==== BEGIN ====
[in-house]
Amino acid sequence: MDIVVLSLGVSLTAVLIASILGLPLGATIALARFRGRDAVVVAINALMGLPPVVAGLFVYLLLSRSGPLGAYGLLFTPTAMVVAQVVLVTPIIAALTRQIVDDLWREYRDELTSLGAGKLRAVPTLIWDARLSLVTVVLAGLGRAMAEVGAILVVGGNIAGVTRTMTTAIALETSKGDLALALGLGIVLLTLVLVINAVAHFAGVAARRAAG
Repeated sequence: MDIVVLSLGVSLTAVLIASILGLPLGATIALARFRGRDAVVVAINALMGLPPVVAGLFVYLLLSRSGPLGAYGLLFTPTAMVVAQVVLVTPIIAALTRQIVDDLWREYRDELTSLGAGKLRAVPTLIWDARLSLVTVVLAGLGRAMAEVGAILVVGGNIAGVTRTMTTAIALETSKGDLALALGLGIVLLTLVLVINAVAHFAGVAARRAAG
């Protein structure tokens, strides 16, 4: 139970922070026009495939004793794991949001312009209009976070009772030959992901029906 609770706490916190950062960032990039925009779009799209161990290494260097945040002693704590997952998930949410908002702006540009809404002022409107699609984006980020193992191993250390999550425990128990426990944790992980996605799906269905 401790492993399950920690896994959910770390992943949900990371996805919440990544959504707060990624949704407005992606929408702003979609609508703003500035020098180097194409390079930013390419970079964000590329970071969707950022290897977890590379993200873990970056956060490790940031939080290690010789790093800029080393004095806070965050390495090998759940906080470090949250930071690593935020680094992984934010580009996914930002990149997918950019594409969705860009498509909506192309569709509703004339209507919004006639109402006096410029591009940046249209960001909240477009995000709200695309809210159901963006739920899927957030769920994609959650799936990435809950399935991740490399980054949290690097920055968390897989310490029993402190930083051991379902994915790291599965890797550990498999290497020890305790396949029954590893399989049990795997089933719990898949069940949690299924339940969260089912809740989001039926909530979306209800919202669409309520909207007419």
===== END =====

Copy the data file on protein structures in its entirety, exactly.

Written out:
[in-house]
Amino acid sequence: MDIVVLSLGVSLTAVLIASILGLPLGATIALARFRGRDAVVVAINALMGLPPVVAGLFVYLLLSRSGPLGAYGLLFTPTAMVVAQVVLVTPIIAALTRQIVDDLWREYRDELTSLGAGKLRAVPTLIWDARLSLVTVVLAGLGRAMAEVGAILVVGGNIAGVTRTMTTAIALETSKGDLALALGLGIVLLTLVLVINAVAHFAGVAARRAAG
Repeated sequence: MDIVVLSLGVSLTAVLIASILGLPLGATIALARFRGRDAVVVAINALMGLPPVVAGLFVYLLLSRSGPLGAYGLLFTPTAMVVAQVVLVTPIIAALTRQIVDDLWREYRDELTSLGAGKLRAVPTLIWDARLSLVTVVLAGLGRAMAEVGAILVVGGNIAGVTRTMTTAIALETSKGDLALALGLGIVLLTLVLVINAVAHFAGVAARRAAG
């Protein structure tokens, strides 16, 4: 139970922070026009495939004793794991949001312009209009976070009772030959992901029906 609770706490916190950062960032990039925009779009799209161990290494260097945040002693704590997952998930949410908002702006540009809404002022409107699609984006980020193992191993250390999550425990128990426990944790992980996605799906269905 401790492993399950920690896994959910770390992943949900990371996805919440990544959504707060990624949704407005992606929408702003979609609508703003500035020098180097194409390079930013390419970079964000590329970071969707950022290897977890590379993200873990970056956060490790940031939080290690010789790093800029080393004095806070965050390495090998759940906080470090949250930071690593935020680094992984934010580009996914930002990149997918950019594409969705860009498509909506192309569709509703004339209507919004006639109402006096410029591009940046249209960001909240477009995000709200695309809210159901963006739920899927957030769920994609959650799936990435809950399935991740490399980054949290690097920055968390897989310490029993402190930083051991379902994915790291599965890797550990498999290497020890305790396949029954590893399989049990795997089933719990898949069940949690299924339940969260089912809740989001039926909530979306209800919202669409309520909207007419």